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Enviromental Invalidations Influence Suicide Ideation Through Thwarted Belongingness in American Indians
Background: Rates of suicide in the United States are the highest in nearly 30 years, with American Indians (AIs) experiencing the largest increases over time (89% for women and 38% for men; Curtin et al., 2016). Although scholars agree that blatant racism has decreased since the 1960s (e.g., Dovidio & Gaertner, 2004), contemporary forms of racism and discrimination may persist by way of racial microaggressions. Racial microaggressions (RMs) are verbal, behavioral, and environmental slights or insults delivered to persons of color because of their physical features and perceived association with ethnic/racial minority groups (Sue et al., 2007). There are six dimensions of racial microaggressions, including invisibility (feeling devalued or ignored), criminality (stereotyped as a criminal or threatening), low-achieving/undesirable culture (viewed as incompetent, dysfunctional, success is due to unfair advantage), sexualization (oversexualized or eroticized), foreigner/not belonging (viewed as an immigrant or not a “true” American), and environmental invalidations (negative environmental messages about an individual’s race; Torres-Harding, Andrade, & Romero Diaz, 2012). Although RMs may appear harmless, previous research has demonstrated the contrary. Recently, O’Keefe and colleagues (2015) demonstrated a positive relationship between RMs and suicide ideation in a sample of ethnic minority members. They also found that RMs had an indirect effect on suicide ideation through symptoms of depression. O’Keefe and colleagues (2015) suggested that further research is needed to examine potential mechanisms of the relationship between RMs and suicide. The Interpersonal Theory of Suicide (ITS; Joiner, 2005) is a well-validated model of suicide risk which posits that people are at risk for a near lethal or lethal suicide attempt during the co-occurrence of two interpersonal factors: perceived burdensomeness, the perception that one is ineffective in life and a burden on others, and thwarted belongingness, feelings of social disconnection and isolation. Although Hollingsworth and colleagues (in press) recently investigated the relationship between RMs, suicide ideation, and the ITS in a sample of African Americans, this is the first study to examine these relationships in a sample exclusively comprised of American Indians – an ethnic group with one of the highest rates of death by suicide.
Specifically, it was hypothesized that perceived burdensomeness and thwarted belongingness would each mediate the relationship between the six racial microaggression dimensions and suicide ideation. Six mediation analyses with two mediators and 5,000 bootstrapping samples were conducted using PROCESS (Hayes, 2013) to test the study hypotheses.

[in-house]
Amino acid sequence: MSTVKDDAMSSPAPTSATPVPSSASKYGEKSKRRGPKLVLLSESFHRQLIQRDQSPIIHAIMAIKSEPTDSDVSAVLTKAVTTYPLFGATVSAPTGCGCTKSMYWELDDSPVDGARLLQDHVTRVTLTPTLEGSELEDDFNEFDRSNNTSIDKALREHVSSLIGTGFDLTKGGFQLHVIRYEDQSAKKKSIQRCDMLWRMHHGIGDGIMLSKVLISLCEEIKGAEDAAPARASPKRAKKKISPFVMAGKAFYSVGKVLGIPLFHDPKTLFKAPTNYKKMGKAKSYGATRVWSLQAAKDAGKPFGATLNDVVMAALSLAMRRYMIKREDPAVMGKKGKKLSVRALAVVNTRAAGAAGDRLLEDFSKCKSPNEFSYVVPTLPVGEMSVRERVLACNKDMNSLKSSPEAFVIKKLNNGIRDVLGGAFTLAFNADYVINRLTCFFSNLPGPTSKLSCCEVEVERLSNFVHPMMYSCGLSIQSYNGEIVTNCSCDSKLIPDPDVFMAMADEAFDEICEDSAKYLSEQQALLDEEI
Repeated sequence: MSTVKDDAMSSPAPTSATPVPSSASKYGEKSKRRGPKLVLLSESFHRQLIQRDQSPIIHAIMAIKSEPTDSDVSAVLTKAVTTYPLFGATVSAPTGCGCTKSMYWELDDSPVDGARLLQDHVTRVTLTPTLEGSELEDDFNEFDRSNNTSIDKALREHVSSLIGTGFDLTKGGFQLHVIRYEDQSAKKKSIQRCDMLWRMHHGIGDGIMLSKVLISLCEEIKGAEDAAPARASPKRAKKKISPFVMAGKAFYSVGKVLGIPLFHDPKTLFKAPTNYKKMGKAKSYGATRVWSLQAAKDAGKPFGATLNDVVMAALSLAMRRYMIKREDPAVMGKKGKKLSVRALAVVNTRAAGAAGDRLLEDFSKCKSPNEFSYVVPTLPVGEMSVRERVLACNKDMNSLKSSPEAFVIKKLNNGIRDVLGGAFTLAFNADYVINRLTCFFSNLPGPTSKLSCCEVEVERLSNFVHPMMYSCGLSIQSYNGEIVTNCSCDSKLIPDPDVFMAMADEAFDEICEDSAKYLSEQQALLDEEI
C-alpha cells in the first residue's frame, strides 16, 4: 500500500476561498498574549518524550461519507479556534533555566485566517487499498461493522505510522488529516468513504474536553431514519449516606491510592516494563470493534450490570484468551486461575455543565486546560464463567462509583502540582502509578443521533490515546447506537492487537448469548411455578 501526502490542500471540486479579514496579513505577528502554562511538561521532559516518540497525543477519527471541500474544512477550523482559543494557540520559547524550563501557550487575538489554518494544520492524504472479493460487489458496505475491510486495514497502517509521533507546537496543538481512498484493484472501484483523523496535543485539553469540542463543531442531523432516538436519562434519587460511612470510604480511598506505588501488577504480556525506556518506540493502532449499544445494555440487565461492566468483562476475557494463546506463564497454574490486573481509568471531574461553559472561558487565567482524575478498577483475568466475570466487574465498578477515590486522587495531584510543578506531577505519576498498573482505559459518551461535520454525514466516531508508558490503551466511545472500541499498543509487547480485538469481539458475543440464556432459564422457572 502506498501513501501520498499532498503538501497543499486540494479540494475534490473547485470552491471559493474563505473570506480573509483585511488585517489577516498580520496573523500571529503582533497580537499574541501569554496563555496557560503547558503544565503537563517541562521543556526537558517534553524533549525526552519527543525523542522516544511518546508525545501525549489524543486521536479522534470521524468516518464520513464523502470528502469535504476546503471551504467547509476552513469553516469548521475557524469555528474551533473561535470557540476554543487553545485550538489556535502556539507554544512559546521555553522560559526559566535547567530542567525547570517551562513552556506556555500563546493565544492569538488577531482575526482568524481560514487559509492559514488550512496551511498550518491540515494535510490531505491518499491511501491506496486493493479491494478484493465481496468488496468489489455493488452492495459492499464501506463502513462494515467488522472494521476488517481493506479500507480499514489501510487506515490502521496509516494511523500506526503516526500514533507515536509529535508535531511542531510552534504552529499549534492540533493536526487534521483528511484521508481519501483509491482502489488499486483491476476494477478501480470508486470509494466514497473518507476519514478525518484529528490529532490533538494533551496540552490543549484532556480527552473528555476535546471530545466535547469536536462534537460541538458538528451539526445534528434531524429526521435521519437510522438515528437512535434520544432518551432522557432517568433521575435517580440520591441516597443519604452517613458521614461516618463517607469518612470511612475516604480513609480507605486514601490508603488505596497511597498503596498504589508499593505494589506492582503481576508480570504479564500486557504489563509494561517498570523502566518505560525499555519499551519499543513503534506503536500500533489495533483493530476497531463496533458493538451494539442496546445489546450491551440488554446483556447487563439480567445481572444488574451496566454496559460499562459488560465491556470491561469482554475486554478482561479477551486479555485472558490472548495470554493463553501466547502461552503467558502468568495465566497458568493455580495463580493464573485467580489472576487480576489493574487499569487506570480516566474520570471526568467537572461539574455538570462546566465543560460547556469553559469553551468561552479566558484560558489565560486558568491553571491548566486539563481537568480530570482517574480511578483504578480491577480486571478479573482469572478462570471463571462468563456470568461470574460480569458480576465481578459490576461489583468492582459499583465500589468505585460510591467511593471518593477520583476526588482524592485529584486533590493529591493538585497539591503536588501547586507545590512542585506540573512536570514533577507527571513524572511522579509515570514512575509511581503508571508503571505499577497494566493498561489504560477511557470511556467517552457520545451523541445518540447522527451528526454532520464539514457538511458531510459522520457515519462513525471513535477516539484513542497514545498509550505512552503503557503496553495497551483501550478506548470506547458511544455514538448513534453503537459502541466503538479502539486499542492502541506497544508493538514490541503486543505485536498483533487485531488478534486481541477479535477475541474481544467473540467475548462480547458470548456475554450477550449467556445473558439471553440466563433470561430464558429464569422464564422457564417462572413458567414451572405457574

Method: Participants were recruited using an online research system from a large, Midwestern university. The current sample included 127 self-identified American Indian (AI) college students, 88 females (69.3%) and 39 males (30.7%), who represented 23 different AI tribes. Participants’ ages ranged from 18 to 48 (M = 20.07). Participants completed the following self-report measures online: a demographics questionnaire that assessed for age, sex, and ethnicity; the Racial Microaggressions Scale (RMAS; Torres-Harding, Andrade, & Diaz, 2012) that assessed for the six dimensions of racial microaggressions (invisibility, criminality, low-achieving/undesirable culture, sexualization, foreigner/not belonging, and environmental invalidations); the Interpersonal Needs Questionnaire-15 (INQ-15; Van Orden, Cukrowicz, Witte, & Joiner, 2012) which assessed for the two interpersonal constructs of thwarted belongingness and perceived burdensomeness; and the Hopelessness-Depression Symptom Questionnaire-Suicidality Subscale (HDSQ-SS; Metalsky & Joiner, 1997) which assessed for suicide ideation. Participants were compensated with course credit for their participation in the study. All procedures were in compliance with the University Human Subjects Research Office.
Results: Hypotheses were partially supported. Bootstrapping estimates indicated that the racial microaggressions dimension of environmental invalidations had an indirect effect on suicide ideation through thwarted belongingness (point estimate = 0.201, BCa = 0.0003 to 0.0713), but not perceived burdensomeness (point estimate = 0.0018, BCa = -0.0217 to 0.0185). The remaining five mediations were non-significant.
Conclusions: Results imply that for American Indians (AIs), experiencing negative environmental messages about one’s race (environmental invalidations) is associated with increased feelings of thwarted belongingness, which in turn may be associated with increased thoughts of suicide. Clinical implications include assessing whether AI clients are experiencing negative environmental messages about their race. For American Indians, environmental invalidations may occur by way of racialized mascots. Racialized mascots (e.g., Chief Wahoo) often portray dehumanizing and demeaning stereotypes of American Indians, and continue to persist despite evidence that these images are discriminatory and detrimental to American Indians’ mental health (Clark et al., 2011; Fryberg et al., 2008; Kim-Prieto et al., 2010; LaRocque, 2004). Future research should investigate whether there is a relationship between the exposure to/awareness of racialized mascots and suicide risk for American Indians. Broader societal implications involve conducting workshops and seminars to acknowledge experiences of racial microaggressions, as well as educating the general public on the existence of these verbal, behavioral, and environmental racial slights, with the hope to decrease their occurrence.